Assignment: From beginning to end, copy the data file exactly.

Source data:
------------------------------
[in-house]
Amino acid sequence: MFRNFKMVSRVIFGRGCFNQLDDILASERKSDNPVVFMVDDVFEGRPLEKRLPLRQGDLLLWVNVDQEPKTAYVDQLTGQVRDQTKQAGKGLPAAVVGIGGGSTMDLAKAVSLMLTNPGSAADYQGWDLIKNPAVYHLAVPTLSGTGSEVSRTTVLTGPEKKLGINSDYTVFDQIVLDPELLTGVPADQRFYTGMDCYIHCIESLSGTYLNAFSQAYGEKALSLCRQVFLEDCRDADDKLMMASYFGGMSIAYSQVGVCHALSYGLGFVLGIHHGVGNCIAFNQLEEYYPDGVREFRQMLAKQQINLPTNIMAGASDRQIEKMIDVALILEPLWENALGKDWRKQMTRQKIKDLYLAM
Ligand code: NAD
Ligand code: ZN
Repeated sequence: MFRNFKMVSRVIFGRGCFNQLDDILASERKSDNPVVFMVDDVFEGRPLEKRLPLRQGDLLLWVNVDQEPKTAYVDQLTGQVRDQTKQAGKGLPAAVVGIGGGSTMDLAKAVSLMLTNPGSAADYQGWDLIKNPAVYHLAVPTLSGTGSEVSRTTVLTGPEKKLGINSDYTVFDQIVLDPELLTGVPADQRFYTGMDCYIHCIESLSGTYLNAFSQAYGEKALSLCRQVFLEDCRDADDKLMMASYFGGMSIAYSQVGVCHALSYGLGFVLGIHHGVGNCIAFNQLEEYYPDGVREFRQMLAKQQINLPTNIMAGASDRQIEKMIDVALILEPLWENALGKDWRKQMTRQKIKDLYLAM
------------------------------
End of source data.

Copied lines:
[in-house]
Amino acid sequence: MFRNFKMVSRVIFGRGCFNQLDDILASERKSDNPVVFMVDDVFEGRPLEKRLPLRQGDLLLWVNVDQEPKTAYVDQLTGQVRDQTKQAGKGLPAAVVGIGGGSTMDLAKAVSLMLTNPGSAADYQGWDLIKNPAVYHLAVPTLSGTGSEVSRTTVLTGPEKKLGINSDYTVFDQIVLDPELLTGVPADQRFYTGMDCYIHCIESLSGTYLNAFSQAYGEKALSLCRQVFLEDCRDADDKLMMASYFGGMSIAYSQVGVCHALSYGLGFVLGIHHGVGNCIAFNQLEEYYPDGVREFRQMLAKQQINLPTNIMAGASDRQIEKMIDVALILEPLWENALGKDWRKQMTRQKIKDLYLAM
Ligand code: NAD
Ligand code: ZN
Repeated sequence: MFRNFKMVSRVIFGRGCFNQLDDILASERKSDNPVVFMVDDVFEGRPLEKRLPLRQGDLLLWVNVDQEPKTAYVDQLTGQVRDQTKQAGKGLPAAVVGIGGGSTMDLAKAVSLMLTNPGSAADYQGWDLIKNPAVYHLAVPTLSGTGSEVSRTTVLTGPEKKLGINSDYTVFDQIVLDPELLTGVPADQRFYTGMDCYIHCIESLSGTYLNAFSQAYGEKALSLCRQVFLEDCRDADDKLMMASYFGGMSIAYSQVGVCHALSYGLGFVLGIHHGVGNCIAFNQLEEYYPDGVREFRQMLAKQQINLPTNIMAGASDRQIEKMIDVALILEPLWENALGKDWRKQMTRQKIKDLYLAM